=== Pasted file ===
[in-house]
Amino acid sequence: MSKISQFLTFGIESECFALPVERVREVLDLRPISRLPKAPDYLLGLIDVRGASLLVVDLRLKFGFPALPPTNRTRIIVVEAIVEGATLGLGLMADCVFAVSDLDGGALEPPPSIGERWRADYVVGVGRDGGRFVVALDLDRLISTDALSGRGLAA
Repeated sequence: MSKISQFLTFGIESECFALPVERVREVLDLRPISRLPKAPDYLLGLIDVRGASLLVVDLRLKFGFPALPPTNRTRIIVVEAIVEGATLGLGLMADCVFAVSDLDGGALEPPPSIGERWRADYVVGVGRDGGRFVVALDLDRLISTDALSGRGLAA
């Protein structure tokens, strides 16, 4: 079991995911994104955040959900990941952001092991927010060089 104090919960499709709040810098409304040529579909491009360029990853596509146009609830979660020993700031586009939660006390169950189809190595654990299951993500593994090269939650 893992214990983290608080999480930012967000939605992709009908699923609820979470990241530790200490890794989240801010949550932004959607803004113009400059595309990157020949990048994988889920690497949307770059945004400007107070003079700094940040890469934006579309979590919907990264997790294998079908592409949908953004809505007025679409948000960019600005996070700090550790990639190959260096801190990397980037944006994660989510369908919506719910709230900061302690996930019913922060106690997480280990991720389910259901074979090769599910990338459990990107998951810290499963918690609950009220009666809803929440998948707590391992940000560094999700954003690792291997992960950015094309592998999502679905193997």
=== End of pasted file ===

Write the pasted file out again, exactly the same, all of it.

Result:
[in-house]
Amino acid sequence: MSKISQFLTFGIESECFALPVERVREVLDLRPISRLPKAPDYLLGLIDVRGASLLVVDLRLKFGFPALPPTNRTRIIVVEAIVEGATLGLGLMADCVFAVSDLDGGALEPPPSIGERWRADYVVGVGRDGGRFVVALDLDRLISTDALSGRGLAA
Repeated sequence: MSKISQFLTFGIESECFALPVERVREVLDLRPISRLPKAPDYLLGLIDVRGASLLVVDLRLKFGFPALPPTNRTRIIVVEAIVEGATLGLGLMADCVFAVSDLDGGALEPPPSIGERWRADYVVGVGRDGGRFVVALDLDRLISTDALSGRGLAA
């Protein structure tokens, strides 16, 4: 079991995911994104955040959900990941952001092991927010060089 104090919960499709709040810098409304040529579909491009360029990853596509146009609830979660020993700031586009939660006390169950189809190595654990299951993500593994090269939650 893992214990983290608080999480930012967000939605992709009908699923609820979470990241530790200490890794989240801010949550932004959607803004113009400059595309990157020949990048994988889920690497949307770059945004400007107070003079700094940040890469934006579309979590919907990264997790294998079908592409949908953004809505007025679409948000960019600005996070700090550790990639190959260096801190990397980037944006994660989510369908919506719910709230900061302690996930019913922060106690997480280990991720389910259901074979090769599910990338459990990107998951810290499963918690609950009220009666809803929440998948707590391992940000560094999700954003690792291997992960950015094309592998999502679905193997």